The FDA just approved the first clinical trial of embryonic stem cells in humans
. The trial involves an attempt to repair severed spinal cords in paraplegics. In the past decade, researchers have discovered different forms of stem cells, all of which hold promise as tools for developing new treatments for diseases such as diabetes, heart disease, Parkinson's, and Alzheimer's.
I posted the following comment to an article that was recently featured in US News and World report What Stem Cells Can Do—and Can't
. There are three types of stem cells; Embryonic Stem Cells, Adult Stem Cells and Induced pluripotential cells and each type has their pluses and minuses in medical applications.
"There is another source of adult stem cells that gets overlooked on a daily basis. These powerful stem cells are found in healthy developing wisdom teeth. The immature stem cells recovered from extracted wisdom teeth have markers similar to what is found on plurpotential embryonic stem cells. As an oral surgeon and the president of StemSave, Inc, I recommend that individuals are made aware of this valuable source of stem cells. Over 10 million wisdom teeth are removed and discarded as medical waste yearly. If the stem cells within these wisdom teeth were made available to researchers we would have an unlimited resource of stem cells that do not have the moral or ethical issues associated with them when compared to embryonic stem cells. Yes, the stem cells from wisdom teeth are considered adult stem cells and cannot form into all 220 different types of cells that embryonic stem cells can. But for a number of diseases, you need only one type of reparative cell to cure the disease. Another factor that must be considered is the possibility for the rejection of an embryonic stem cell transplant and the need to place the recipient on anti-rejection drugs. This is not the case for adult stem cells recovered from an individual and then reimplanted back into that same individual. I am advocating that we continue to support and expand all types of stem cell research but let’s not overlook a plentiful and accessible source of stem cells, those found within the pulp of developing wisdom teeth. This is coming from a parent of a 12 yr old son with Duchenne Muscular Dystrophy, an incurable degenerative disease. My son is the inspiration behind StemSave, Inc, www.StemSave.com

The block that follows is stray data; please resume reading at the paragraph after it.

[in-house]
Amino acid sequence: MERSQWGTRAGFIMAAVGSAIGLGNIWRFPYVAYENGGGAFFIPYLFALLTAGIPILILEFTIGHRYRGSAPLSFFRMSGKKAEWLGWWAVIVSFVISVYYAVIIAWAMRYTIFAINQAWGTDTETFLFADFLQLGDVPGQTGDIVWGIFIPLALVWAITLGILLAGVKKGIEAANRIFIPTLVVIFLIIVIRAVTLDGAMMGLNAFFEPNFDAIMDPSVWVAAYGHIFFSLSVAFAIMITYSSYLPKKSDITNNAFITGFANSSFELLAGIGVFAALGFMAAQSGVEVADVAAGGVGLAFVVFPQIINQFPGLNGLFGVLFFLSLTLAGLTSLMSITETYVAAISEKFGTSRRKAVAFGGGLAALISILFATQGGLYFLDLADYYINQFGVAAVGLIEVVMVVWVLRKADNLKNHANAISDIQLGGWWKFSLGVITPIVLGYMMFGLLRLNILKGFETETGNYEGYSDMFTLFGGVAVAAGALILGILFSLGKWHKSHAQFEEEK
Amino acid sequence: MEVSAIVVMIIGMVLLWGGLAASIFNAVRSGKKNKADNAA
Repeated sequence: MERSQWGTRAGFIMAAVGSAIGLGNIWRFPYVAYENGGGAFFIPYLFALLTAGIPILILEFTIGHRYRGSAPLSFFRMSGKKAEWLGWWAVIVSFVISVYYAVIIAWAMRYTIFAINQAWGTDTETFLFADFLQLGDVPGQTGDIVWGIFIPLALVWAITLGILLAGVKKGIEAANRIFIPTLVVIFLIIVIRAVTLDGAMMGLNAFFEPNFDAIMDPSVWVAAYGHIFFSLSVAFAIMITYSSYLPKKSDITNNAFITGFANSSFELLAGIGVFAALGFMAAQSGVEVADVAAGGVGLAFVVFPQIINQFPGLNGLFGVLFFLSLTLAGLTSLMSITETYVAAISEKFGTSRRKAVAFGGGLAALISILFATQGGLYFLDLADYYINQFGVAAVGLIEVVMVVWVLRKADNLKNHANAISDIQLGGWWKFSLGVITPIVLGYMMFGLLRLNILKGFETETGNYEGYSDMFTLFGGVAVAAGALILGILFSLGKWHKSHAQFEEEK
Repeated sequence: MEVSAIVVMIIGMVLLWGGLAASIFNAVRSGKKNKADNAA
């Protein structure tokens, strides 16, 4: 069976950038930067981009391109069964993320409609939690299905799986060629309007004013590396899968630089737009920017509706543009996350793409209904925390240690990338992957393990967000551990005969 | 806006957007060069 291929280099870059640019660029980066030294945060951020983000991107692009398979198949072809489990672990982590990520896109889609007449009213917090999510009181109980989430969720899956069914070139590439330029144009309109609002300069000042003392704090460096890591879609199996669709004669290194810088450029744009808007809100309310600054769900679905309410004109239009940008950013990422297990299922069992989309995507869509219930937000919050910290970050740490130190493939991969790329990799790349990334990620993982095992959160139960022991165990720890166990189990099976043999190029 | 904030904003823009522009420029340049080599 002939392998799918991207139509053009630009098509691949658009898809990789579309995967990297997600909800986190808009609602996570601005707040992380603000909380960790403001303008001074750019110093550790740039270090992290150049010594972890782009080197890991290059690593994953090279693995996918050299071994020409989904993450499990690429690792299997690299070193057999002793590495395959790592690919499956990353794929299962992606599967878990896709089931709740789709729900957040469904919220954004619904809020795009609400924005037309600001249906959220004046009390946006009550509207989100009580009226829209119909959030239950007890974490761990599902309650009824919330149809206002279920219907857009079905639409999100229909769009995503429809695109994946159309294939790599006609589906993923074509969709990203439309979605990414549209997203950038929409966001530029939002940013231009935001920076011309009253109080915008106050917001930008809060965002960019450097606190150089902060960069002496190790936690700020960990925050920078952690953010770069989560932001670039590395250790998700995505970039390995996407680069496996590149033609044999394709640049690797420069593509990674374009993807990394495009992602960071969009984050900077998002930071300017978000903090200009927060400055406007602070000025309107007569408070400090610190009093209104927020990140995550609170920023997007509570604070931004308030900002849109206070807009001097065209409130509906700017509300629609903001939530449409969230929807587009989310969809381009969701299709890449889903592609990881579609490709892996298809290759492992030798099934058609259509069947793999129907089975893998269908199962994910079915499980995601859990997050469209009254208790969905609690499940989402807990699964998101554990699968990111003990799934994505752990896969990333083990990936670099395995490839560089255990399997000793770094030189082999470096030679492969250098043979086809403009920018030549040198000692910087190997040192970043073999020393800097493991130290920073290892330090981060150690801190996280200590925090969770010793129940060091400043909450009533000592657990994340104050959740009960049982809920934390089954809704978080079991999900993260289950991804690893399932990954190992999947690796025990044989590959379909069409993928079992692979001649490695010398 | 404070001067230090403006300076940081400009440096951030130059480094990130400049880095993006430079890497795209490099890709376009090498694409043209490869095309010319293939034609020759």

an affordable service that allows an individual to cryopreserve their stem cells from teeth for future regenerative therapies."
Gregory Chotkowski, DMD